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Circulating adhesion molecules after short-term exposure to particulate matter among welders.
Fang SC; Eisen EA; Cavallari JM; Mittleman MA; Christiani DC
Occup Environ Med 2010 Jan; 67(1):11-16
BACKGROUND: Studies from several countries indicate that welders experience increased risk of mortality and morbidity from ischaemic heart disease. Although the underlying mechanisms are unclear, vascular responses to particulate matter contained in welding fumes may play a role. To investigate this, we studied the acute effects of welding fume exposure on the endothelial component of vascular function, as measured by circulating adhesion molecules involved in leukocyte adhesion (sICAM-1 and sVCAM-1) and coagulation (vWF). METHODS: A panel of 26 male welders was studied repeatedly across a 6 h work-shift on a high exposure welding day and/or a low exposure non-welding day. Personal PM(2.5) exposure was measured throughout the work-shift. Blood samples were collected in the morning (baseline) prior to the exposure period, immediately after the exposure period, and the following morning. To account for the repeated measurements, we used linear mixed models to evaluate the effects of welding (binary) and PM(2.5) (continuous) exposure on each blood marker, adjusting for baseline blood marker concentration, smoking, age and time of day. RESULTS: Welding and PM(2.5) exposure were significantly associated with a decrease in sVCAM-1 in the afternoon and the following morning and an increase in vWF in the afternoon. CONCLUSIONS: The data suggest that welding and short-term occupational exposure to PM(2.5) may acutely affect the endothelial component of vascular function.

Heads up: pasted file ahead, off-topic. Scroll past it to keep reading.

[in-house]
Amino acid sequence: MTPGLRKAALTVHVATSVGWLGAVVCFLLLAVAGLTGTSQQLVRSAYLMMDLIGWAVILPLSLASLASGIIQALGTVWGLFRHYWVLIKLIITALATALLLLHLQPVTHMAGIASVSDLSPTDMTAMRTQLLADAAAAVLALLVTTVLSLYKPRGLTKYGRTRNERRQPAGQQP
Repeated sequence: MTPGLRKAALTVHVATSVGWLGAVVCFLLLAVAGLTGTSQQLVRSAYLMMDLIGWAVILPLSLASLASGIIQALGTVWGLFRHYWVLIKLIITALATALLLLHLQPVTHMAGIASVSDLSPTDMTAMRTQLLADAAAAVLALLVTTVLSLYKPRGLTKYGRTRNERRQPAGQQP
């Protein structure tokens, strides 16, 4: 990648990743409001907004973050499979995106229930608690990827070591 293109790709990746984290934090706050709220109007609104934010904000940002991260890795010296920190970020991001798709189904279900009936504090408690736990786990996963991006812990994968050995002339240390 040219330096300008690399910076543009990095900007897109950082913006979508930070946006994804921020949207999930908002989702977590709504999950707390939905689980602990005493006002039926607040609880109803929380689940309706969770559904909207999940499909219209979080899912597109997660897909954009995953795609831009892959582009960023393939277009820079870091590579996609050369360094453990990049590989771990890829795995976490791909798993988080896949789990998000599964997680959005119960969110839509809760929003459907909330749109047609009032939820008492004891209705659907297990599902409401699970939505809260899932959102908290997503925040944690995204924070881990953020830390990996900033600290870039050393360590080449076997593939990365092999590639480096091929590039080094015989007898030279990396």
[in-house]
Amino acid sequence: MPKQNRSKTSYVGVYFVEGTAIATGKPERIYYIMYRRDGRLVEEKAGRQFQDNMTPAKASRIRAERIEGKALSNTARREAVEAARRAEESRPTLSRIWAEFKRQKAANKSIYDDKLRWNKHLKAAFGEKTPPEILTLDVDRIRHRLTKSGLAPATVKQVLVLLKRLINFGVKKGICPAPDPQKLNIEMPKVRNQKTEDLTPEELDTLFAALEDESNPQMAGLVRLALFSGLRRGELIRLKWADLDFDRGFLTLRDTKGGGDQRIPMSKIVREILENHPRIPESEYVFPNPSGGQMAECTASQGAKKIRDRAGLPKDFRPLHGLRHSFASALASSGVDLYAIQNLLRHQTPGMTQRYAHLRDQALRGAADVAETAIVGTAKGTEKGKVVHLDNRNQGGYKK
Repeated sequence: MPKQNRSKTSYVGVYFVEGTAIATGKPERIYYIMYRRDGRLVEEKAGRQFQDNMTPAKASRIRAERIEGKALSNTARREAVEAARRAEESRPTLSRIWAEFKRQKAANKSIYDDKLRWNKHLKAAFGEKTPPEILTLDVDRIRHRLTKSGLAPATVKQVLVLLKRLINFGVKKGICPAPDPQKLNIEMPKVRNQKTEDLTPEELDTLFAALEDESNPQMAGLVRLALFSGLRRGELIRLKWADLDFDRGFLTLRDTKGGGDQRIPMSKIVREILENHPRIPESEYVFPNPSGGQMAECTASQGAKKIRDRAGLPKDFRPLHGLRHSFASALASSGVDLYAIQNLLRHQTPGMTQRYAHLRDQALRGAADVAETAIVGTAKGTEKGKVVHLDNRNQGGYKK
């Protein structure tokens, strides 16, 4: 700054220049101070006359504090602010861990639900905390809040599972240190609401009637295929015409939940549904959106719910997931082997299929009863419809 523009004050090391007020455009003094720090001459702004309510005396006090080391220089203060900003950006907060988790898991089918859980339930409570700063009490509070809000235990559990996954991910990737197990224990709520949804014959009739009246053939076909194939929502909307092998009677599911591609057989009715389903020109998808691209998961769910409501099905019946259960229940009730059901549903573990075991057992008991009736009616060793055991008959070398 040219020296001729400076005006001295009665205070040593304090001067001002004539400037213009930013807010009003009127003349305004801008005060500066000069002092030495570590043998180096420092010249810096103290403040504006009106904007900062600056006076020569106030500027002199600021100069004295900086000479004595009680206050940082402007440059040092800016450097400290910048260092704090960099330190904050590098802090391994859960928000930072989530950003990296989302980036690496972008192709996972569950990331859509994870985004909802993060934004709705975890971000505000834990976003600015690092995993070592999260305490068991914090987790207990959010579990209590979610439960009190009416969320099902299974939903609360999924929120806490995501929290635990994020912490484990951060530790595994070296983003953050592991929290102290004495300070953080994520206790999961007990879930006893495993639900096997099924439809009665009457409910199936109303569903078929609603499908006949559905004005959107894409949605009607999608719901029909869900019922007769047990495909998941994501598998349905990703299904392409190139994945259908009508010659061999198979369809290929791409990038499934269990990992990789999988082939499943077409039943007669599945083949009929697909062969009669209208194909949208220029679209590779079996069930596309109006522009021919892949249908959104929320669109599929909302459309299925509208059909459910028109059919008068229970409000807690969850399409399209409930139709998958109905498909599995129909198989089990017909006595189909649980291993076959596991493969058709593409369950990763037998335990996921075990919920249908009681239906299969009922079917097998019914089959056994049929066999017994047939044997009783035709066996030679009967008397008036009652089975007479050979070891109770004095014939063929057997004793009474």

Analytical-methods; Blood-sampling; Blood-vessels; Cardiac-function; Cardiovascular-system; Cardiovascular-system-disorders; Epidemiology; Exposure-assessment; Exposure-levels; Exposure-methods; Heart-rate; Men; Molecular-biology; Occupational-exposure; Particulates; Physical-stress; Safety-measures; Sampling-methods; Statistical-analysis; Task-performance; Welders; Work-analysis; Work-operations; Work-performance; Workplace-monitoring; Workplace-studies
Shona Fang, Environmental and Occupational Medicine and Epidemiology Program, Department of Environmental Health, Harvard School of Public Health, 665 Huntington Avenue, FXB 103, Boston, MA 02115
Issue of Publication
Occupational and Environmental Medicine
Harvard School of Public Health
Page last reviewed: September 2, 2020
Content source: National Institute for Occupational Safety and Health Education and Information Division